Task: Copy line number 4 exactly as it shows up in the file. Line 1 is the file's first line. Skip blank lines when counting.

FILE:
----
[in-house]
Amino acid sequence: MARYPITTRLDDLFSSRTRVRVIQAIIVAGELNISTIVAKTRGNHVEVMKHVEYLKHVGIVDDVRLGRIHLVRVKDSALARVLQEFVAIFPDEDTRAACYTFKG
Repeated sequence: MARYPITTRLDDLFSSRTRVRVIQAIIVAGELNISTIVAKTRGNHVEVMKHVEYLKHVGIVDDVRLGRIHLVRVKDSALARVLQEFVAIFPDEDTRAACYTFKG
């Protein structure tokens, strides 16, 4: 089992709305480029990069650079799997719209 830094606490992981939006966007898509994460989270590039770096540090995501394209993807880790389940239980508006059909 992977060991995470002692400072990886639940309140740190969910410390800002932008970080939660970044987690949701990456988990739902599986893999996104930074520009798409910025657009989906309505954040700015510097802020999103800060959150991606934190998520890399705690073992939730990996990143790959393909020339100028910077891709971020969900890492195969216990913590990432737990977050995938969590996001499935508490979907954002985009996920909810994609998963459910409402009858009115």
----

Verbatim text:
């Protein structure tokens, strides 16, 4: 089992709305480029990069650079799997719209 830094606490992981939006966007898509994460989270590039770096540090995501394209993807880790389940239980508006059909 992977060991995470002692400072990886639940309140740190969910410390800002932008970080939660970044987690949701990456988990739902599986893999996104930074520009798409910025657009989906309505954040700015510097802020999103800060959150991606934190998520890399705690073992939730990996990143790959393909020339100028910077891709971020969900890492195969216990913590990432737990977050995938969590996001499935508490979907954002985009996920909810994609998963459910409402009858009115």